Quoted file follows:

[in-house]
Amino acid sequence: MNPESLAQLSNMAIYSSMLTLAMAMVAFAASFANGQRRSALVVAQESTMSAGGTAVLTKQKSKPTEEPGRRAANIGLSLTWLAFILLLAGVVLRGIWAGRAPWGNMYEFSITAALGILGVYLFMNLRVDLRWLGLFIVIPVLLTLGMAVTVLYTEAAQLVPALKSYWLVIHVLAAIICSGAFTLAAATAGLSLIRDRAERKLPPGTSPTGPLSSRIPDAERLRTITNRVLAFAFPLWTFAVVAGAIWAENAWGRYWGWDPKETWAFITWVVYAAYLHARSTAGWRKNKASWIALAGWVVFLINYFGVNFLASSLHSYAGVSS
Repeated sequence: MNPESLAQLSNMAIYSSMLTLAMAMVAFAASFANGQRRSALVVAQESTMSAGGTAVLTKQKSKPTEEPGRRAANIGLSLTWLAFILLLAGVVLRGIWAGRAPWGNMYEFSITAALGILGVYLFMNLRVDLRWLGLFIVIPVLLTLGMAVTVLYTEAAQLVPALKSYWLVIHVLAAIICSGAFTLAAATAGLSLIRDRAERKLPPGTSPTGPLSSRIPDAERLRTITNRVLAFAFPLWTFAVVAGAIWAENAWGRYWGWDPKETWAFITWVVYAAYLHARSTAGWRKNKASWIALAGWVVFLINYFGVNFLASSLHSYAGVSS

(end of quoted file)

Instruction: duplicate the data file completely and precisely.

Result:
[in-house]
Amino acid sequence: MNPESLAQLSNMAIYSSMLTLAMAMVAFAASFANGQRRSALVVAQESTMSAGGTAVLTKQKSKPTEEPGRRAANIGLSLTWLAFILLLAGVVLRGIWAGRAPWGNMYEFSITAALGILGVYLFMNLRVDLRWLGLFIVIPVLLTLGMAVTVLYTEAAQLVPALKSYWLVIHVLAAIICSGAFTLAAATAGLSLIRDRAERKLPPGTSPTGPLSSRIPDAERLRTITNRVLAFAFPLWTFAVVAGAIWAENAWGRYWGWDPKETWAFITWVVYAAYLHARSTAGWRKNKASWIALAGWVVFLINYFGVNFLASSLHSYAGVSS
Repeated sequence: MNPESLAQLSNMAIYSSMLTLAMAMVAFAASFANGQRRSALVVAQESTMSAGGTAVLTKQKSKPTEEPGRRAANIGLSLTWLAFILLLAGVVLRGIWAGRAPWGNMYEFSITAALGILGVYLFMNLRVDLRWLGLFIVIPVLLTLGMAVTVLYTEAAQLVPALKSYWLVIHVLAAIICSGAFTLAAATAGLSLIRDRAERKLPPGTSPTGPLSSRIPDAERLRTITNRVLAFAFPLWTFAVVAGAIWAENAWGRYWGWDPKETWAFITWVVYAAYLHARSTAGWRKNKASWIALAGWVVFLINYFGVNFLASSLHSYAGVSS